It looks like I'll go with them.
Sounds like a tuning issue to me.I have a Slingerland mid 60's kit with a 22x14 bass drum that has way more punch that any modern deep bass drums.Use a PS 3 batter and an ambassador reso with a felt strip.Experiment with different micing tequniq

Plenty of punch and bottom end,and certainly loud enough for any situation,and it records great.

Experiment with different micing techniques like using 2 SM 57's ...one adout 3 " away from the reso head,and another about 18" away...cover the whole deal with a movers blanket creating a tunnel like effect.

Tune those Slingys right,and they will more than keep up with those DW's

Steve B
 

AZslim

Senior Member
Sounds like a tuning issue to me.I have a Slingerland mid 60's kit with a 22x14 bass drum that has way more punch that any modern deep bass drums.Use a PS 3 batter and an ambassador reso with a felt strip.Experiment with different micing tequniq

Plenty of punch and bottom end,and certainly loud enough for any situation,and it records great.

Experiment with different micing techniques like using 2 SM 57's ...one adout 3 " away from the reso head,and another about 18" away...cover the whole deal with a movers blanket creating a tunnel like effect.

Tune those Slingys right,and they will more than keep up with those DW's

Steve B
No port in the reso?

Thanks, sounds like a good project. My mikes are on clips so I'll have to lose the stick savers and triple flanged rims, which I thyink is no big deal, although I like the look of the sticksavers because they are unique to Slingerland and mune are all still shiny.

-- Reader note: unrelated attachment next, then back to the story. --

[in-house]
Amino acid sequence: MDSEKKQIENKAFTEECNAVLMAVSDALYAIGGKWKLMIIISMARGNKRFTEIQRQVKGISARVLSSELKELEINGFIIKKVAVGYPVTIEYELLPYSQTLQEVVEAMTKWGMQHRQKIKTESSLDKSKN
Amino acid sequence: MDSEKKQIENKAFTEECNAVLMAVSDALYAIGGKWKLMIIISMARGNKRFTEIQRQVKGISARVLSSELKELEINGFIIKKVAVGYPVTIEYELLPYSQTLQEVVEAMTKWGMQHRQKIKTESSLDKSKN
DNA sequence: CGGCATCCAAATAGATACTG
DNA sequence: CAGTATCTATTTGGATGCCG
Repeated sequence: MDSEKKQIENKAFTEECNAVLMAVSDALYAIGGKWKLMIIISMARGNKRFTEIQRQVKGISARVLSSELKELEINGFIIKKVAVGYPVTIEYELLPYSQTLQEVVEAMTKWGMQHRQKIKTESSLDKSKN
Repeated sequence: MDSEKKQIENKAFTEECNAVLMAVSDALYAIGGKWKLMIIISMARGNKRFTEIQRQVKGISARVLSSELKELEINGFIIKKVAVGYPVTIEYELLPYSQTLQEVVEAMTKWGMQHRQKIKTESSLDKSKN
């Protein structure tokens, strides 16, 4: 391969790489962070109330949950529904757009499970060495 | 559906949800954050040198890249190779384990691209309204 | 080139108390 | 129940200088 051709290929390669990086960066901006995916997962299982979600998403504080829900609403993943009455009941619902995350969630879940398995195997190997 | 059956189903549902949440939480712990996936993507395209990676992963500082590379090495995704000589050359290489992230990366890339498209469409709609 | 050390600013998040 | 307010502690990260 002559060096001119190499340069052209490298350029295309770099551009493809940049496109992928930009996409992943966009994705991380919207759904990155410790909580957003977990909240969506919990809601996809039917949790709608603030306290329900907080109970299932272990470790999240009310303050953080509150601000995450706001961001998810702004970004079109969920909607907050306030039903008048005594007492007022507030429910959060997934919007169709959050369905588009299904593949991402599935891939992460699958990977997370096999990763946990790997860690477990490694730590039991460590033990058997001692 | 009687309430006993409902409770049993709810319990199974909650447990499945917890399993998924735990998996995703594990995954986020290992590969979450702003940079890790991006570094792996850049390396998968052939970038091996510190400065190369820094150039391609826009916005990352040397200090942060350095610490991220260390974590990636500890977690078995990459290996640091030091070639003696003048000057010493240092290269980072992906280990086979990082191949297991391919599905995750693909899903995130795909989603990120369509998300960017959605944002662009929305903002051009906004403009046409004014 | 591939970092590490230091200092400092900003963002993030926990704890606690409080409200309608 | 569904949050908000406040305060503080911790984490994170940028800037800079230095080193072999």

opentune

Platinum Member
No. EMAD si a batter head. EMAD or PS3 would be good for your batter.
Reso should be singly ply, Ambassador. Felt strip cuts the overtones.
Port? No, not i f you're complaining this drum doesn't keep up to your DW. Thats surprising because 3 ply bass drums can kick some butt. I have a 20 x 14 Slingerland (1965) that out-does a lot of larger bass drums I've had.

Other thing is Slingerlands, and lots of other 3 ply drums are great for recording....but they can also play out too.....as history shows.
 

NerfLad

Silver Member
My '69 3-ply 22 x 14 Ludwig bass drum has a lower fundamental than any other drum I currently own. The old Ludwig is my go-to recording kit (although sometimes I do admittedly switch the bass drum out if I want a more modern sound). I use a Clear Emperor on the batter and the original '69 Weathermaster (the equivalent of a Smooth White Diplomat) on the resonant side, both tuned high (the batter is lower), muffled with shirt sleeves. It kills dude. Play around until you find tone that you like. You've got the gear for it.
 

AZslim

Senior Member
No. EMAD si a batter head. EMAD or PS3 would be good for your batter.
Reso should be singly ply, Ambassador. Felt strip cuts the overtones.
Port? No, not i f you're complaining this drum doesn't keep up to your DW. Thats surprising because 3 ply bass drums can kick some butt. I have a 20 x 14 Slingerland (1965) that out-does a lot of larger bass drums I've had.

Other thing is Slingerlands, and lots of other 3 ply drums are great for recording....but they can also play out too.....as history shows.
Oh crap. I'm sorry. Now I see. D'oh! When I said front I meant batter side. Geez.
 

tamadrm

Platinum Member
No port in the reso?

Thanks, sounds like a good project. My mikes are on clips so I'll have to lose the stick savers and triple flanged rims, which I thyink is no big deal, although I like the look of the sticksavers because they are unique to Slingerland and mune are all still shiny.
Ports ......on a 60's vintage Slingerland.......NO....NO.....NO.Sacrilige.

Get some flexible goose necks and clip the mics to them.Part of that Slingerland sound is in those sticksaver rims......especially rim shots on the snare.

I'd rather chew worms than to port any of my vintage bass drums....its like calling them "kick" drums.........I have to wash my hand now for even typing that.....:)

Steve B